Gamberini 1907, BolognA
Gamberini 1907 is the most historical café in Bologna located under the iconic porticoes near the Mercato delle Erbe. Here there’s an all-day concept that begins in the morning with freshly baked pastries, continues through to lunch with a light, bistrôt menu, followed by afternoon tea with an all day offering of pastries and patisserie, light lunches, aperitif and late night cocktails. WEBSITE
Ditta Artigianale, Firenze
Ditta Artigianale is a true place of worship for coffee lovers, not surprisingly located in the former monastery of Sant’Ambrogio. The religious respect for this beverage is reflected in the absence of sugar at the tables: no additions are required to enjoy coffee. The café’s owner Francesco Sanapo was raised brewing cappuccinos behind the counter at his family’s bar, and eventually became an award-winning connoisseur, a devotee of the raw material. This café offers you a unique way to enjoy your Italian-style break by enrapturing you with its overwhelming aromas and picture-perfect design. WEBSITE
Faro – Luminaries of Coffee, Roma
Faro is located in the Rione Sallustiano near Porta Pia, just outside Villa Borghese park. Here you can savour exceptional single origin and blends made by their very own Aliena Coffee Roasters. It’s a fun, young and hip space where the design and the offering is contemporary – the kind you would find in the coolest European hubs. Alongside your favourite coffee (and of course lactose alternatives are available) taste their exceptional cruffins (for those who don’t know its a mix between a muffin and a croissant), laminated swirls or, when in Rome, a Maritozzo. WEBSITE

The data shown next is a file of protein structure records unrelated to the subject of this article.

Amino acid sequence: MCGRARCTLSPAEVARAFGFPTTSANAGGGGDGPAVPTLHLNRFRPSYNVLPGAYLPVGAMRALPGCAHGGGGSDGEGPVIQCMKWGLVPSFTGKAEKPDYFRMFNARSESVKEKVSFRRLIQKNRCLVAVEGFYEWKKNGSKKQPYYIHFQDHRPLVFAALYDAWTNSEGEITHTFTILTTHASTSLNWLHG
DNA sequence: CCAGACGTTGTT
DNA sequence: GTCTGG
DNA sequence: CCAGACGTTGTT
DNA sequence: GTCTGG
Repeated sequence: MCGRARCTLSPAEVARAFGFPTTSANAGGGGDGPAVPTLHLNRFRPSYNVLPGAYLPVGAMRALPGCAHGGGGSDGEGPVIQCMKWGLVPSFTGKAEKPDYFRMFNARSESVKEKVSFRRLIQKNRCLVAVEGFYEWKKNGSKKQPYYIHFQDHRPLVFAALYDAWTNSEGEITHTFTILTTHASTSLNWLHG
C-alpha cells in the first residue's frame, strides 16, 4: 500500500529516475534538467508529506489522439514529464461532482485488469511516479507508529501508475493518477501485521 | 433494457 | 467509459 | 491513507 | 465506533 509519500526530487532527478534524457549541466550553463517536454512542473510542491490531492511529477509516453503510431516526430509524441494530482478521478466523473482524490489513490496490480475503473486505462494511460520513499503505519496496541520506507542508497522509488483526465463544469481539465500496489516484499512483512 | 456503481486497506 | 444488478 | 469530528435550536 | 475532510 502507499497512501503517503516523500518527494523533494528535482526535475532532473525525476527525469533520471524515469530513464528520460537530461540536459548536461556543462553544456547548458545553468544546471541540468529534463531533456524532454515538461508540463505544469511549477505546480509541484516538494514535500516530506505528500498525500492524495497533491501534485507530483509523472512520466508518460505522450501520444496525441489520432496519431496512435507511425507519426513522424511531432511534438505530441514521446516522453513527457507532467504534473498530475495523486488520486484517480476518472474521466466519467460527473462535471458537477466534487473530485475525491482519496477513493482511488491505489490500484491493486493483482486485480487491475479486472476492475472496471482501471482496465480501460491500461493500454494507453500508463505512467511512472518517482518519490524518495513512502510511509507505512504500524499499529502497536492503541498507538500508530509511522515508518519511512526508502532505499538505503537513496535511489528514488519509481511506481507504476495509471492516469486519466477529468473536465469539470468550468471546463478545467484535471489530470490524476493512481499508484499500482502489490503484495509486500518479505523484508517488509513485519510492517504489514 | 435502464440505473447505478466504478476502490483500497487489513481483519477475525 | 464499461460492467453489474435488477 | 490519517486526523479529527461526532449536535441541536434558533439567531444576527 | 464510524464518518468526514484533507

The Florist Bar, Napoli
The Florist Bar is a wonderful concept in Naples that aims to regenerate the city through the preservation of native plants. It was conceived by Landscape Architect Stefania Salvetti who, following a series of experiences in European countries returned to Naples and fell in love with the Paradisiello district – a corner of green nestled in this urban city. It is here where Stefania opens The Florist Bar, aiming to promote urban agriculture as well as offering a space to enjoy wholesome, healthy homemade bites and a cup of coffee. WEBSITE
Andy Havlík Patisserie, Bari
Down in Puglia is this exceptional gem where Pastry Chef Andy Havlík brings his work experience in France to the south of Italy. A pastel coloured outlet where attention to detail is the utmost impressive; a superb display of viennoiserie in all of their declensions: croissant, éclaire, madeleine, pain suisse, babka, danish and many more baked freshly every morning. Even the coffee is taken that one step further; you can taste turmeric latte, matcha latte and beetroot latte. Who said south of Italy is still behind? WEBSITE
In the early 20th century Giovanni Stagnitta dedicated his life to importing exotic blends and producing excellent coffee. This family business has been successfully running since, and today three sisters: Daniela, Marilù, and Stefania have taken the reigns. Of course an espresso is required to taste the true flavours but, when in Sicily, don’t miss out on a coffee flavoured granita and brioche. WEBSITE